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Bloody Sunday: Fifty years later, nothing has been forgotten

  •   3 min reads
Bloody Sunday: Fifty years later, nothing has been forgotten

Five decades after the infamous Bloody Sunday, hundreds and hundreds of people came down the streets to commemorate and mourn the dead and hurt of that massacre.

This Bloody Sunday white walk will be remembered forever in history. Not only was it the 50th anniversary of this atrocity, but it also featured for the first time Ireland Prime minister (being Micheal Martin) and even took place on a Sunday.

As every year, thousands of people, some relatives to the victims, some not, quietly walked for hours to remember what happened on this day half a century ago.

On Sunday the 30th of January 1972, 13 Northern Irish were killed by British paratroopers at the end of their forbidden protest against internment in the streets of Derry.

Retracing the route taken during this historic and murderous walk for catholic civil rights, the procession was led by political figures who laid wreaths on the city’s Bloody Sunday memorial. It was also there that the names of the victims and injured were read out during the 45-minutes memorial.

To remember and state the truth

Irish Taoiseach Micheal Martin, Sinn Féin president Mary Lou McDonald and SDLP leader Colum Eastwood stood with pride alongside thousands of anonymous people, some of them holding the portraits of the 13 people who were shot dead.

One thing to note is that while many consider a man to be the 14th victim of this massacre, his death four months later was attributed to an inoperable brain tumor, resulting from the injuries he suffered.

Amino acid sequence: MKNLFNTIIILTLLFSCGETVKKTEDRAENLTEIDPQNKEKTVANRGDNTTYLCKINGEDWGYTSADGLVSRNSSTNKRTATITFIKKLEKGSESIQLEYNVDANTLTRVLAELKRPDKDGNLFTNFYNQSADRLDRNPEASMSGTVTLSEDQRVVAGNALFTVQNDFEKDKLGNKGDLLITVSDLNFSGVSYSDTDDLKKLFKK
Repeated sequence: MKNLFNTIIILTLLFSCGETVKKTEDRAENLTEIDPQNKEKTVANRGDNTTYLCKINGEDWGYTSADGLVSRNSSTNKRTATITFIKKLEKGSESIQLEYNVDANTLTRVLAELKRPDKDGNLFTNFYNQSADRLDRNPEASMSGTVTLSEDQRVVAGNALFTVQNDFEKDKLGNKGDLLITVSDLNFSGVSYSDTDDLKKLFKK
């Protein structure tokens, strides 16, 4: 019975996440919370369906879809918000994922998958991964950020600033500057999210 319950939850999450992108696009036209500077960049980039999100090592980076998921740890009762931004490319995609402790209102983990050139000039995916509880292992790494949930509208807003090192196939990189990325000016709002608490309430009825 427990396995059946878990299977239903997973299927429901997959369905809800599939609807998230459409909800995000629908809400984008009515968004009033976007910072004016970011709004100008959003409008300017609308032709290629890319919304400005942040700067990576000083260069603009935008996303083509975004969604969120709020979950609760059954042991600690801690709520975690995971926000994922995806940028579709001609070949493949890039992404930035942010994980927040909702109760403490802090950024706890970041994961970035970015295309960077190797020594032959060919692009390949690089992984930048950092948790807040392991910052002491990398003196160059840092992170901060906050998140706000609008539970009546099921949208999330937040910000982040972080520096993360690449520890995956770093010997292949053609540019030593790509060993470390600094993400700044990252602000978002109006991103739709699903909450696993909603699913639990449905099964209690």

Not only was this a walk to commemorate, but it was also one to contest the British government's plans to ban Troubles-era prosecutions.

As Michael McKinney, brother of victim William McKinney addressed the crowd:

“They are trying to deny us justice because they are scared to face justice. [...] We will not go away and we will not be silenced. We will expose them for what they are: an embarrassment to any democracy founded on the rule of law.”

On his part and in the middle of troublesome times for him, Boris Johnson called the British people to "learn from the past, reconcile, and build a peaceful future for people in Northern Ireland."

When meeting families at the Museum of Free Derry, Ireland head of government was not shy of words too:

"I thanked them [the families] for their extremely dignified, persistent and courageous campaign to pursue universal principles of justice, truth and accountability. [...] I believe that the full process and justice of the courts should be deployed. All of the parties in Northern Ireland are very clear that they do not want amnesties, they want due process to apply. [...] Families need to know more in terms of who killed their loved ones and they need access to information, and that is why it’s important that agreements are not just entered into, but that are followed through.”

Michael D Higgins, the president of Ireland, also paid tribute to the families' "relentless pursuit of truth" in a special message broadcasted during a commemorative event at the Millennium Forum theatre and live-streamed online.

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